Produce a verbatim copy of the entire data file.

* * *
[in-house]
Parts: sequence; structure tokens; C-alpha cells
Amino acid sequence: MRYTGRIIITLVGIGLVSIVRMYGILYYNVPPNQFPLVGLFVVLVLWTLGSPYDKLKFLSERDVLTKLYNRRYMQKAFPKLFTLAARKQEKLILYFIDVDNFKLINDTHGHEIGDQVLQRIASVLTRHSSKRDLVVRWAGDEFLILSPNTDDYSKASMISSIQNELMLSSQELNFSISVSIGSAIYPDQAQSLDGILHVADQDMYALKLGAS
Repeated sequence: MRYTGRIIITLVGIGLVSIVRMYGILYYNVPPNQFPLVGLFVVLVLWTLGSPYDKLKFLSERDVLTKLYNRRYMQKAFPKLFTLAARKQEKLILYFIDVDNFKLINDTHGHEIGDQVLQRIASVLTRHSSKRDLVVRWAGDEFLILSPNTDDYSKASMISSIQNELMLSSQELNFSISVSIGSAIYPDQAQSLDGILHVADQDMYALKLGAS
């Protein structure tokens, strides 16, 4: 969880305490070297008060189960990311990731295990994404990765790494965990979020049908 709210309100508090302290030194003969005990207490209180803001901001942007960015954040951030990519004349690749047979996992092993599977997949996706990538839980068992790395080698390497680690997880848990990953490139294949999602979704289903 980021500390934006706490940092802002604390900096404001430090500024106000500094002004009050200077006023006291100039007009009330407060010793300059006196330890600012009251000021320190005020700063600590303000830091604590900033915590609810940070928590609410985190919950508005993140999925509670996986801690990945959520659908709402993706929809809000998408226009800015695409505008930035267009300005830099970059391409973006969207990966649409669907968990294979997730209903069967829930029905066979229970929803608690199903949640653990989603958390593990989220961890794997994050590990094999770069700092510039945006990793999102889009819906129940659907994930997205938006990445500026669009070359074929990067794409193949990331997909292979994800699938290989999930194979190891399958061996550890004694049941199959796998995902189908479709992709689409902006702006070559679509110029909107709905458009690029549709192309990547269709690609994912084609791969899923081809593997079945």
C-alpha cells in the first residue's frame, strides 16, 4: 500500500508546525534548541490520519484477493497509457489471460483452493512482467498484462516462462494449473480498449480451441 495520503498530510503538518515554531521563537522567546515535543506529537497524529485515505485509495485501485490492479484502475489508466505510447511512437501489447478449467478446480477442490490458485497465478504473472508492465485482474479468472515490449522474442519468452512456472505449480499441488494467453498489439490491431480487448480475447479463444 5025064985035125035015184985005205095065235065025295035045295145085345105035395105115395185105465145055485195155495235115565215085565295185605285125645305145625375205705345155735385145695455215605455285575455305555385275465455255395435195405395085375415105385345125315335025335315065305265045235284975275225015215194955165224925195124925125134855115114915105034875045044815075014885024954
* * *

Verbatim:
[in-house]
Parts: sequence; structure tokens; C-alpha cells
Amino acid sequence: MRYTGRIIITLVGIGLVSIVRMYGILYYNVPPNQFPLVGLFVVLVLWTLGSPYDKLKFLSERDVLTKLYNRRYMQKAFPKLFTLAARKQEKLILYFIDVDNFKLINDTHGHEIGDQVLQRIASVLTRHSSKRDLVVRWAGDEFLILSPNTDDYSKASMISSIQNELMLSSQELNFSISVSIGSAIYPDQAQSLDGILHVADQDMYALKLGAS
Repeated sequence: MRYTGRIIITLVGIGLVSIVRMYGILYYNVPPNQFPLVGLFVVLVLWTLGSPYDKLKFLSERDVLTKLYNRRYMQKAFPKLFTLAARKQEKLILYFIDVDNFKLINDTHGHEIGDQVLQRIASVLTRHSSKRDLVVRWAGDEFLILSPNTDDYSKASMISSIQNELMLSSQELNFSISVSIGSAIYPDQAQSLDGILHVADQDMYALKLGAS
């Protein structure tokens, strides 16, 4: 969880305490070297008060189960990311990731295990994404990765790494965990979020049908 709210309100508090302290030194003969005990207490209180803001901001942007960015954040951030990519004349690749047979996992092993599977997949996706990538839980068992790395080698390497680690997880848990990953490139294949999602979704289903 980021500390934006706490940092802002604390900096404001430090500024106000500094002004009050200077006023006291100039007009009330407060010793300059006196330890600012009251000021320190005020700063600590303000830091604590900033915590609810940070928590609410985190919950508005993140999925509670996986801690990945959520659908709402993706929809809000998408226009800015695409505008930035267009300005830099970059391409973006969207990966649409669907968990294979997730209903069967829930029905066979229970929803608690199903949640653990989603958390593990989220961890794997994050590990094999770069700092510039945006990793999102889009819906129940659907994930997205938006990445500026669009070359074929990067794409193949990331997909292979994800699938290989999930194979190891399958061996550890004694049941199959796998995902189908479709992709689409902006702006070559679509110029909107709905458009690029549709192309990547269709690609994912084609791969899923081809593997079945």
C-alpha cells in the first residue's frame, strides 16, 4: 500500500508546525534548541490520519484477493497509457489471460483452493512482467498484462516462462494449473480498449480451441 495520503498530510503538518515554531521563537522567546515535543506529537497524529485515505485509495485501485490492479484502475489508466505510447511512437501489447478449467478446480477442490490458485497465478504473472508492465485482474479468472515490449522474442519468452512456472505449480499441488494467453498489439490491431480487448480475447479463444 5025064985035125035015184985005205095065235065025295035045295145085345105035395105115395185105465145055485195155495235115565215085565295185605285125645305145625375205705345155735385145695455215605455285575455305555385275465455255395435195405395085375415105385345125315335025335315065305265045235284975275225015215194955165224925195124925125134855115114915105034875045044815075014885024954